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Skin Diaries This is Brave

This is Brave: Cassie Beisel

For me, change happened on January 24th, 2011. I will never forget those words, “You have cancer.” “How is this even possible?” I thought to myself.  As an avid outdoor enthusiast and rock climber, I was in the best shape of my life. How could I have cancer? As I would come to find out, the answer to that question was easy. As an outdoor enthusiast and someone with misinformation about base tans, I often spent many spring seasons prepping my skin in a tanning bed as a preventative measure to burning.

With the presentation of a swollen lymph node in my right arm and no primary mole, it took my doctors a month to realize that this was stage 3B melanoma and not breast cancer. I was 32 and had no clue what melanoma was but based on the doctor’s reactions, I knew that treating this was something of urgency.

Not knowing what to ask my doctors and perhaps feeling a bit naive for not know what melanoma was, I immediately took to the web, where I came across the Melanoma Research Foundation’s (MRF) website. It was here where I found an abundance of educational resources about melanoma helping me to better understand my diagnosis and treatment options. I underwent a full lymph node dissection, finding melanoma in three out of 36 lymph nodes and completed a year of interferon.

The MRF played such an important role in my journey from diagnosis to recovery. Six months after my treatment ended, I dedicated my time to fundraising for them as a volunteer. I would ride 100 miles to raise funds to help other young adults like me; hoping to make their journey a little easier through funding life-saving research.

It was three days after my ride that I would land in the hospital with acute leukemia. After a bone marrow transplant and two years of recovery, it was time for me to return to the workforce. As a young adult with two cancers and four year’s out of the workforce, I knew that returning to my everyday life in the hospitality business would be challenging for me. I just couldn’t go back to where I’d come from. My melanoma diagnosis had changed everything for me.

In 2014, I joined the Melanoma Research Foundation. Currently, I lead the organization’s advocacy efforts to mobilize advances in policy and federal funding. I also represent and engage the interest of the melanoma community and focus on partnering with industries seeking to amplify our voice.

My journey with skin cancer hasn’t ended, recently I had my Moh’s surgery to remove my third squamous cell carcinoma (the second most common form of skin cancer). I still live with the fear of a melanoma recurrence daily.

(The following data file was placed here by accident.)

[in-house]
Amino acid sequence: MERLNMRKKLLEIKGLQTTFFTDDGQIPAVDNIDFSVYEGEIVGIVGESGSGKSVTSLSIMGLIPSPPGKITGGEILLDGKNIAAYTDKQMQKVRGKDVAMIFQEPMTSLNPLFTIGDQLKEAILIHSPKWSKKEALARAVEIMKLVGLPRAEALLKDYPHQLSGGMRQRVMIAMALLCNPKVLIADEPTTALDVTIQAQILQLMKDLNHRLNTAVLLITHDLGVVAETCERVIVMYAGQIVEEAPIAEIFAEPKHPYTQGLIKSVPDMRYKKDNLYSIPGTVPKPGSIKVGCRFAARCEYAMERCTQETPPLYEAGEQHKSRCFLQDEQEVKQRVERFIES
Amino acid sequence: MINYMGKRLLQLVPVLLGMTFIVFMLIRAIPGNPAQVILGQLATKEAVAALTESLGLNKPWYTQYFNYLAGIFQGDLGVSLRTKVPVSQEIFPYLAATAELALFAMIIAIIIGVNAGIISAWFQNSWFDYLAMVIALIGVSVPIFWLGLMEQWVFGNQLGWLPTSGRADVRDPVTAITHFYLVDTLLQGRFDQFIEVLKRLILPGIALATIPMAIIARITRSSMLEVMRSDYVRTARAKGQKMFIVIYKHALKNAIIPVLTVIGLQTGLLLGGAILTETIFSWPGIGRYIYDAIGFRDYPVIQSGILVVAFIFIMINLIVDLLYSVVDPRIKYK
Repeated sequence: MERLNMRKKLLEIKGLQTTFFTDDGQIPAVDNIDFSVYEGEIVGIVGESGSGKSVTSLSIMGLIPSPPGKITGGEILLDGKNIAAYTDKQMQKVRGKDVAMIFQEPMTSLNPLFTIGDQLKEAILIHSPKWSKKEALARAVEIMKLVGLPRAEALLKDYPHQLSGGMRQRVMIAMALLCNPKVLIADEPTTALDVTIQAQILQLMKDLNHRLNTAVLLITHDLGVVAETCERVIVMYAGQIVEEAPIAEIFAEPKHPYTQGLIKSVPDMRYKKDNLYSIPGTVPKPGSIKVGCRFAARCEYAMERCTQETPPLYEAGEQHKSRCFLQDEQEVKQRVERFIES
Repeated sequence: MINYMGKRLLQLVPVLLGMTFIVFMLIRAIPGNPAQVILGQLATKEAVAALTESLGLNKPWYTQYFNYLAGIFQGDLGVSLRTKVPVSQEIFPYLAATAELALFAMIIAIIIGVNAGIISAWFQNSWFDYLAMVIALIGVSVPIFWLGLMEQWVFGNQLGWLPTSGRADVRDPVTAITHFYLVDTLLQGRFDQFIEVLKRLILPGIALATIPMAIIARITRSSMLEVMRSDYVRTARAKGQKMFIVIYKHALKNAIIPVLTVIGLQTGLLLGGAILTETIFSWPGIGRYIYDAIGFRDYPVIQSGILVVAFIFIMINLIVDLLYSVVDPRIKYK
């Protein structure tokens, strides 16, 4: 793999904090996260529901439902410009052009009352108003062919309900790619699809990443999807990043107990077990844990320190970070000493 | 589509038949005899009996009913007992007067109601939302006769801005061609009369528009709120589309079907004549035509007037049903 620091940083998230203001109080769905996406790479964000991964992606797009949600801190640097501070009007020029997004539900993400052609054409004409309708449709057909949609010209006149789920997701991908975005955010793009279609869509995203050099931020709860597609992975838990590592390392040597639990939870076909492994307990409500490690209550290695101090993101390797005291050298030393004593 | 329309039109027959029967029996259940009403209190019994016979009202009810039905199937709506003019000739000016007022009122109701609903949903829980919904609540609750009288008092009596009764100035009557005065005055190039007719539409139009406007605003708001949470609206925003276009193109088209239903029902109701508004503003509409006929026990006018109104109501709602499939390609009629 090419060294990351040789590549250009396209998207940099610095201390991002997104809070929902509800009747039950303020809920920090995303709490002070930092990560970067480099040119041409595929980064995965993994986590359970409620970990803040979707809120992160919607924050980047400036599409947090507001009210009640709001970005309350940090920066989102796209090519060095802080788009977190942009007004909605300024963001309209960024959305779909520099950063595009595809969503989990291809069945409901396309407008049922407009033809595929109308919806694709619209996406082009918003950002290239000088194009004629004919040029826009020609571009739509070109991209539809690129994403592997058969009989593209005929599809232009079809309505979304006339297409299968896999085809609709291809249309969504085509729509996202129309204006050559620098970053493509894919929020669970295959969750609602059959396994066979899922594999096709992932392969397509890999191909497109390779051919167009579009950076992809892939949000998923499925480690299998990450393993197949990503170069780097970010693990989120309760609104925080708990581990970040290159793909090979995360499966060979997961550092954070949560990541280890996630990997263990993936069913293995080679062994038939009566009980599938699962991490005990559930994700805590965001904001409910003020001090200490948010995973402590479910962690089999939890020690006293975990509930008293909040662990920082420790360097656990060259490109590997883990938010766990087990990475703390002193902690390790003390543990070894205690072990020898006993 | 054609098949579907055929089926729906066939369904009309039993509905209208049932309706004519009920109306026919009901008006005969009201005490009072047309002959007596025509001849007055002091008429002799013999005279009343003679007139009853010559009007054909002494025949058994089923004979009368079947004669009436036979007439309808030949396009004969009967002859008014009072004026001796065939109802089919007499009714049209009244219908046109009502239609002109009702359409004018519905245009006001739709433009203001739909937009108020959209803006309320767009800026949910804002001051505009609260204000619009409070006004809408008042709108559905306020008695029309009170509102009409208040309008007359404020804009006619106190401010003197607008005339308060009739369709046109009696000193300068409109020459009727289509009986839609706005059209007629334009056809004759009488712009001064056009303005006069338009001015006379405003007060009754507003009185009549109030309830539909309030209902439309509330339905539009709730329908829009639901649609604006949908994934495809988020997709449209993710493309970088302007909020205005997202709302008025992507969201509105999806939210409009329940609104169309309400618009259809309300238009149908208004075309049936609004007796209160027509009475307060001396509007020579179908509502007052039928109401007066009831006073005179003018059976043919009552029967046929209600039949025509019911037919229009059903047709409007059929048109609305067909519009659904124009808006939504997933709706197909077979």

Melanoma is not “just skin cancer,” no skin cancer is “just skin cancer.” It is a big deal and it impacts the lives of millions across the globe and contributes to over tens of thousands of deaths each year. I am honored to have survived and been able to devote my career to helping those who have been impacted by this disease.

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This is Brave

This is Brave: How Judy Lives the Mission Every Day

It’s been nearly a year since I wrote a blog for Coolibar’s “This is Brave” campaign. A lot has happened in the last year.  In that years’ time, an estimated 9,500 people were diagnosed every day with skin cancer.  An estimated 9,300 people died from melanoma.  And skin cancer remains the most common cancer in the United States. These are sobering statistics.

Over the last year, I’ve continued to not only be a patient but also a skin cancer awareness advocate.  I’ve had additional areas of skin cancer (squamous cell and basal cell) that needed treatment.  I know what it’s like to have the anxiety of wondering whether a suspicious area is skin cancer, and I know the feeling of wishing skin cancer would just go away. Unfortunately, for me, it won’t.

I also know the feeling that skin cancer can be a lonely cancer. That’s why I will continue to share my story, and I will continue to talk with and encourage others who are battling skin cancer or who are supporting loved ones in their battle. I continue to write articles for a skin cancer site, and I also moderate for them. In doing this, I’ve learned that far too many people don’t give much thought to skin cancer until it affects them or someone they love. We need to change this – especially given that many skin cancers can be prevented.

There’s so much work to be done. I want to do more. Indoor tanning continues to remain a big business in the United States. Insurance companies don’t yet cover an annual skin exam as preventative care. Too many people continue to not realize the consequences of tanning beds and over-exposure to the sun. I did a lot of damage to my skin when I was younger, as did many people.  My hope is that the more awareness we can raise, other people won’t make the same mistakes I did.  Now we know better, and now we can do better.

To see Judy’s story with us from last year, visit HERE.

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